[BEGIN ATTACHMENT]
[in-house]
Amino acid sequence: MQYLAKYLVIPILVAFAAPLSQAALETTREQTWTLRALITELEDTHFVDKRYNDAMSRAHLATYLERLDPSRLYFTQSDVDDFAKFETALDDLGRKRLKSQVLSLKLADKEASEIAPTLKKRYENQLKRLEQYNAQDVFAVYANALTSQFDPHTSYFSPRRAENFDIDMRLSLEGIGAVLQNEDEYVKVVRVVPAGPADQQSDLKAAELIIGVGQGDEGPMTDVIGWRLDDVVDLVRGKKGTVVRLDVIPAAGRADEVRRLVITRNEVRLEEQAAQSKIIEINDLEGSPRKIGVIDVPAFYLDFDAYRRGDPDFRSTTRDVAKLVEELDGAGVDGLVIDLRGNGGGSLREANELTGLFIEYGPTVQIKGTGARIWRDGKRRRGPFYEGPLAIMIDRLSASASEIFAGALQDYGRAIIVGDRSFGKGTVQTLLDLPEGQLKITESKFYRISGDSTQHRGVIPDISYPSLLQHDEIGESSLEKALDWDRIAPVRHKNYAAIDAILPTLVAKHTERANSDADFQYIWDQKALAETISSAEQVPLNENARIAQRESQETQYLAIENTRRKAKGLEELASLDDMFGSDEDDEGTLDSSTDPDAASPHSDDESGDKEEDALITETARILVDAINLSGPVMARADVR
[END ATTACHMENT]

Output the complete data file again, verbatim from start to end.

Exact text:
[in-house]
Amino acid sequence: MQYLAKYLVIPILVAFAAPLSQAALETTREQTWTLRALITELEDTHFVDKRYNDAMSRAHLATYLERLDPSRLYFTQSDVDDFAKFETALDDLGRKRLKSQVLSLKLADKEASEIAPTLKKRYENQLKRLEQYNAQDVFAVYANALTSQFDPHTSYFSPRRAENFDIDMRLSLEGIGAVLQNEDEYVKVVRVVPAGPADQQSDLKAAELIIGVGQGDEGPMTDVIGWRLDDVVDLVRGKKGTVVRLDVIPAAGRADEVRRLVITRNEVRLEEQAAQSKIIEINDLEGSPRKIGVIDVPAFYLDFDAYRRGDPDFRSTTRDVAKLVEELDGAGVDGLVIDLRGNGGGSLREANELTGLFIEYGPTVQIKGTGARIWRDGKRRRGPFYEGPLAIMIDRLSASASEIFAGALQDYGRAIIVGDRSFGKGTVQTLLDLPEGQLKITESKFYRISGDSTQHRGVIPDISYPSLLQHDEIGESSLEKALDWDRIAPVRHKNYAAIDAILPTLVAKHTERANSDADFQYIWDQKALAETISSAEQVPLNENARIAQRESQETQYLAIENTRRKAKGLEELASLDDMFGSDEDDEGTLDSSTDPDAASPHSDDESGDKEEDALITETARILVDAINLSGPVMARADVR